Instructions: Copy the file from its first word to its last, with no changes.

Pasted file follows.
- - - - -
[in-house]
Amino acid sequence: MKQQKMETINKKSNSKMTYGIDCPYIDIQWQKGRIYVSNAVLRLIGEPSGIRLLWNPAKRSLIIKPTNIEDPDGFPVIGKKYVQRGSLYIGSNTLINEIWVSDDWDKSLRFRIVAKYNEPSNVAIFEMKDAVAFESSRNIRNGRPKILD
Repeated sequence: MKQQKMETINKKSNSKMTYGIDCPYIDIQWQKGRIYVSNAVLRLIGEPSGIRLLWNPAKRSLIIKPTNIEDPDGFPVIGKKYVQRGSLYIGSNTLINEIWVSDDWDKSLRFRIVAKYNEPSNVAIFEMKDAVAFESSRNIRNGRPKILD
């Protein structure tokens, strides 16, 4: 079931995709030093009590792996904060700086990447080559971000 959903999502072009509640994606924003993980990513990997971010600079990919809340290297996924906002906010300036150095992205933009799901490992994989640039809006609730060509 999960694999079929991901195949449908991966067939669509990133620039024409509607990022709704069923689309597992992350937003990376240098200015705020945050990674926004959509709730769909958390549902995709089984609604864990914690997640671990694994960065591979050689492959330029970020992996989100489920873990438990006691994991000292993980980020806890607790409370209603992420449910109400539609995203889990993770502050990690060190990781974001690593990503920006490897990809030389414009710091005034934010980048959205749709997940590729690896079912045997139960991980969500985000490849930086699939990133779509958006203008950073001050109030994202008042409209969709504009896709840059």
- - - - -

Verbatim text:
[in-house]
Amino acid sequence: MKQQKMETINKKSNSKMTYGIDCPYIDIQWQKGRIYVSNAVLRLIGEPSGIRLLWNPAKRSLIIKPTNIEDPDGFPVIGKKYVQRGSLYIGSNTLINEIWVSDDWDKSLRFRIVAKYNEPSNVAIFEMKDAVAFESSRNIRNGRPKILD
Repeated sequence: MKQQKMETINKKSNSKMTYGIDCPYIDIQWQKGRIYVSNAVLRLIGEPSGIRLLWNPAKRSLIIKPTNIEDPDGFPVIGKKYVQRGSLYIGSNTLINEIWVSDDWDKSLRFRIVAKYNEPSNVAIFEMKDAVAFESSRNIRNGRPKILD
């Protein structure tokens, strides 16, 4: 079931995709030093009590792996904060700086990447080559971000 959903999502072009509640994606924003993980990513990997971010600079990919809340290297996924906002906010300036150095992205933009799901490992994989640039809006609730060509 999960694999079929991901195949449908991966067939669509990133620039024409509607990022709704069923689309597992992350937003990376240098200015705020945050990674926004959509709730769909958390549902995709089984609604864990914690997640671990694994960065591979050689492959330029970020992996989100489920873990438990006691994991000292993980980020806890607790409370209603992420449910109400539609995203889990993770502050990690060190990781974001690593990503920006490897990809030389414009710091005034934010980048959205749709997940590729690896079912045997139960991980969500985000490849930086699939990133779509958006203008950073001050109030994202008042409209969709504009896709840059």